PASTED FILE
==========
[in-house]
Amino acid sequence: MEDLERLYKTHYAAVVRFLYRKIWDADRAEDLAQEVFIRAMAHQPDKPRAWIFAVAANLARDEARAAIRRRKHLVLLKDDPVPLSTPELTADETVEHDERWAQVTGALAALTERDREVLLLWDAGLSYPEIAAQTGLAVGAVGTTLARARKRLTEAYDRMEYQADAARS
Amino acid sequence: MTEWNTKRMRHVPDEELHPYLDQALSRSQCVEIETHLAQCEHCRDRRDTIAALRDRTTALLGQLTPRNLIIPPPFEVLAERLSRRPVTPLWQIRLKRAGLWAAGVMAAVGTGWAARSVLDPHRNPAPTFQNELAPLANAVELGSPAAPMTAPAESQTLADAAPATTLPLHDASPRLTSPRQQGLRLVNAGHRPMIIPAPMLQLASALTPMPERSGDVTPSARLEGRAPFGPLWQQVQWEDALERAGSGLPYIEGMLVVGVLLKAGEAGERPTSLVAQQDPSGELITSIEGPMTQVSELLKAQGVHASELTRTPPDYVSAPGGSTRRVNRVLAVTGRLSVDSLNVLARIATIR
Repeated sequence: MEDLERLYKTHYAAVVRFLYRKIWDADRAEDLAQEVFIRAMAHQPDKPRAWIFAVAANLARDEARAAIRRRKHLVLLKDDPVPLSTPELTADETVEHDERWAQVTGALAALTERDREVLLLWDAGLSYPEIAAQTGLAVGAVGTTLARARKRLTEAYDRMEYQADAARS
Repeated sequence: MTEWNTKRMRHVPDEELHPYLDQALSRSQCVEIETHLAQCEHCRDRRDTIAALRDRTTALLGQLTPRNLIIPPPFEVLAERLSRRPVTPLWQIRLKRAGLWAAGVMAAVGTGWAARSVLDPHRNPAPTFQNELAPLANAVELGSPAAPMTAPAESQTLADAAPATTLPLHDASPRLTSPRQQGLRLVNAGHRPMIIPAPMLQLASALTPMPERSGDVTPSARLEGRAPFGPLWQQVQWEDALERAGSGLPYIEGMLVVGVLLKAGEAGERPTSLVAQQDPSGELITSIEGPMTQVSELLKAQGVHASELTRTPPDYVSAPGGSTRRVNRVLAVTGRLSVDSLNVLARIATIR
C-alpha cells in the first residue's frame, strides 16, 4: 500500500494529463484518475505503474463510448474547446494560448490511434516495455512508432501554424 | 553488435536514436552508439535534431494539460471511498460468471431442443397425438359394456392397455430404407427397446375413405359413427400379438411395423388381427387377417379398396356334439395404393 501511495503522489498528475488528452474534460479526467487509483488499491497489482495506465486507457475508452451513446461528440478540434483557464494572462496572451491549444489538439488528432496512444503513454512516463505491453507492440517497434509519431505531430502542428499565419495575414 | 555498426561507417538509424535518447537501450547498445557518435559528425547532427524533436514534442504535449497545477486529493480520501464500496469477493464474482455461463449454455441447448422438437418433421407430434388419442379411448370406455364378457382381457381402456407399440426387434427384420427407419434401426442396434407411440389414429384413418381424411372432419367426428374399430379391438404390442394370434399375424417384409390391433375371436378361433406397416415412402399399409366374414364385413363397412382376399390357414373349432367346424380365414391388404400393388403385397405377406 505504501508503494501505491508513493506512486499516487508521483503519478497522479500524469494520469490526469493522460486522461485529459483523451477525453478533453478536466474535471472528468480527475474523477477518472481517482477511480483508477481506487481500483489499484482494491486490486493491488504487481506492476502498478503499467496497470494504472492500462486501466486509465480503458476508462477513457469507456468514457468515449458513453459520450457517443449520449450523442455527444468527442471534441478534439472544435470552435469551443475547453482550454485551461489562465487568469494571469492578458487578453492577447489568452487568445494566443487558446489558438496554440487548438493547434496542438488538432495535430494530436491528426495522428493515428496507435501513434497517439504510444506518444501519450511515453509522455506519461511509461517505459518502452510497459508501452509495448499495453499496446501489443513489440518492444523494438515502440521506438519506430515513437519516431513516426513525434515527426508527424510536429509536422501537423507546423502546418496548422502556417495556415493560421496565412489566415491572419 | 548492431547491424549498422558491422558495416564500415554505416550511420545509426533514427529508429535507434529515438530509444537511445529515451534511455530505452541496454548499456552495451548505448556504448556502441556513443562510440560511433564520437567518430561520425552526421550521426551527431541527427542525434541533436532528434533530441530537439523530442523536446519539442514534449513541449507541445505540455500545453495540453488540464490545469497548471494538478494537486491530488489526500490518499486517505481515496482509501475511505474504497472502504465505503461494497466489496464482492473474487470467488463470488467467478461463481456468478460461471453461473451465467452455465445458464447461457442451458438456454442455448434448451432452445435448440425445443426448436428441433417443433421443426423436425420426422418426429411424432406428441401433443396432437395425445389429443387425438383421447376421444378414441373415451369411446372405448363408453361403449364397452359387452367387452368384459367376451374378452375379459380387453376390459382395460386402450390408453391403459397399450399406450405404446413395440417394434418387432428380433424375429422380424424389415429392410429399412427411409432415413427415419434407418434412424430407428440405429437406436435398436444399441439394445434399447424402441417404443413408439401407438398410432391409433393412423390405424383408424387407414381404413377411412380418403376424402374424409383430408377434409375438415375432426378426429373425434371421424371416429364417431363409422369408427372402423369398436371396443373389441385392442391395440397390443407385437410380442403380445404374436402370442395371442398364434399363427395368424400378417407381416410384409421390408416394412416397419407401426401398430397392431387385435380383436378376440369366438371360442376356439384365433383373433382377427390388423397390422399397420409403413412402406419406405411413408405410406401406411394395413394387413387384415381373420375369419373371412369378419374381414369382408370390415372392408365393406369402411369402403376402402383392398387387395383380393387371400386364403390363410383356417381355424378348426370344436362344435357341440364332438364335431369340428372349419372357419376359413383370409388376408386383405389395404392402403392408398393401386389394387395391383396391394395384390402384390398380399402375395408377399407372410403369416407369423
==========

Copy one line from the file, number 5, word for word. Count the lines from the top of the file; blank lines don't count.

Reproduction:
Repeated sequence: MTEWNTKRMRHVPDEELHPYLDQALSRSQCVEIETHLAQCEHCRDRRDTIAALRDRTTALLGQLTPRNLIIPPPFEVLAERLSRRPVTPLWQIRLKRAGLWAAGVMAAVGTGWAARSVLDPHRNPAPTFQNELAPLANAVELGSPAAPMTAPAESQTLADAAPATTLPLHDASPRLTSPRQQGLRLVNAGHRPMIIPAPMLQLASALTPMPERSGDVTPSARLEGRAPFGPLWQQVQWEDALERAGSGLPYIEGMLVVGVLLKAGEAGERPTSLVAQQDPSGELITSIEGPMTQVSELLKAQGVHASELTRTPPDYVSAPGGSTRRVNRVLAVTGRLSVDSLNVLARIATIR